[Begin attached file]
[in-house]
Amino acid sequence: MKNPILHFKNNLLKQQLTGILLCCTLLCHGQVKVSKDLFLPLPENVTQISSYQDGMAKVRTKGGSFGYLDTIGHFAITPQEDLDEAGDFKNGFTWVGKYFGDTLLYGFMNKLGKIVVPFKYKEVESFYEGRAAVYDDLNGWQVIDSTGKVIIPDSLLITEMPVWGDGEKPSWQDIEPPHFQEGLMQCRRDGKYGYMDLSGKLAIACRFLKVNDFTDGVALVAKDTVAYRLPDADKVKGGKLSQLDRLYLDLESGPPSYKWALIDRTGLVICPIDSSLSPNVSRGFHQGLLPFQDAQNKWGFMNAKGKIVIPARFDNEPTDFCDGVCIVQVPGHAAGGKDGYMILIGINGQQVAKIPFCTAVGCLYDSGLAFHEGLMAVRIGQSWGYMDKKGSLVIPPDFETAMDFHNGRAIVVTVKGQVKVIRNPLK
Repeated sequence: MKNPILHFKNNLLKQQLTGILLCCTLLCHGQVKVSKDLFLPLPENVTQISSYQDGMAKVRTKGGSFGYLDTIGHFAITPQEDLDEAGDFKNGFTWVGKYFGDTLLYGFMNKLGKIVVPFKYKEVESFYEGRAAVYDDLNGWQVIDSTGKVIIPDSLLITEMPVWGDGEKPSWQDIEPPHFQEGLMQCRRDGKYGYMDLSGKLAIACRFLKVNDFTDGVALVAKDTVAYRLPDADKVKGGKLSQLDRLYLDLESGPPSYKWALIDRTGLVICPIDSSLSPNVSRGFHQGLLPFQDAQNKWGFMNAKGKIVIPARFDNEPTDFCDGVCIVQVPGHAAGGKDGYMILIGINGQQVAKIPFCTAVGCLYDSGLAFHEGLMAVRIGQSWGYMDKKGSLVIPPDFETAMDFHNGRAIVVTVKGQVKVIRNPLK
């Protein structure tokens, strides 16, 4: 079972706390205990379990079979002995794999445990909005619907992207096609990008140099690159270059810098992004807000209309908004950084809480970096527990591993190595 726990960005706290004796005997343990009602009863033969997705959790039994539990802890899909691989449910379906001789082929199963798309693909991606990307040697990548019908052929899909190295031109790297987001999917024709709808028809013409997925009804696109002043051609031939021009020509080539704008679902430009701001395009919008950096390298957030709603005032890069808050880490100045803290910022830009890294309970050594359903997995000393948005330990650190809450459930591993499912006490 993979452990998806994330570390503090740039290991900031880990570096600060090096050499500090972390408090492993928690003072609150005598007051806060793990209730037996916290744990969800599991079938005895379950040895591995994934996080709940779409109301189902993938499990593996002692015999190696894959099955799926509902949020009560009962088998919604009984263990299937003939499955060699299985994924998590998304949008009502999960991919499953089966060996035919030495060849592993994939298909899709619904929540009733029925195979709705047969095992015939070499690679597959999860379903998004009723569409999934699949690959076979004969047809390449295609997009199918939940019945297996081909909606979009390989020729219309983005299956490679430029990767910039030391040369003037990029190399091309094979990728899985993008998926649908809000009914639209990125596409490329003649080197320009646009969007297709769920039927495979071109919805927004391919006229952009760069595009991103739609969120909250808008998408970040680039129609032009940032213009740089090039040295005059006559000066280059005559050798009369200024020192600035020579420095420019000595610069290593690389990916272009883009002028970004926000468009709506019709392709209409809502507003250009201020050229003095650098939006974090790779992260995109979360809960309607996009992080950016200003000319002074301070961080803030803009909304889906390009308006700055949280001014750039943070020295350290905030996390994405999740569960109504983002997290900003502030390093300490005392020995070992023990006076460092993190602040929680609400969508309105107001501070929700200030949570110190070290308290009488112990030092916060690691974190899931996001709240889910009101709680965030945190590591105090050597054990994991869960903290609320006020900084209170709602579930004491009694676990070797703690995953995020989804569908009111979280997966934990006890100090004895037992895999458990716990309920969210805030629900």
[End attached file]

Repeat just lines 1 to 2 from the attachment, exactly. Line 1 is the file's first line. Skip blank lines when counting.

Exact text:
[in-house]
Amino acid sequence: MKNPILHFKNNLLKQQLTGILLCCTLLCHGQVKVSKDLFLPLPENVTQISSYQDGMAKVRTKGGSFGYLDTIGHFAITPQEDLDEAGDFKNGFTWVGKYFGDTLLYGFMNKLGKIVVPFKYKEVESFYEGRAAVYDDLNGWQVIDSTGKVIIPDSLLITEMPVWGDGEKPSWQDIEPPHFQEGLMQCRRDGKYGYMDLSGKLAIACRFLKVNDFTDGVALVAKDTVAYRLPDADKVKGGKLSQLDRLYLDLESGPPSYKWALIDRTGLVICPIDSSLSPNVSRGFHQGLLPFQDAQNKWGFMNAKGKIVIPARFDNEPTDFCDGVCIVQVPGHAAGGKDGYMILIGINGQQVAKIPFCTAVGCLYDSGLAFHEGLMAVRIGQSWGYMDKKGSLVIPPDFETAMDFHNGRAIVVTVKGQVKVIRNPLK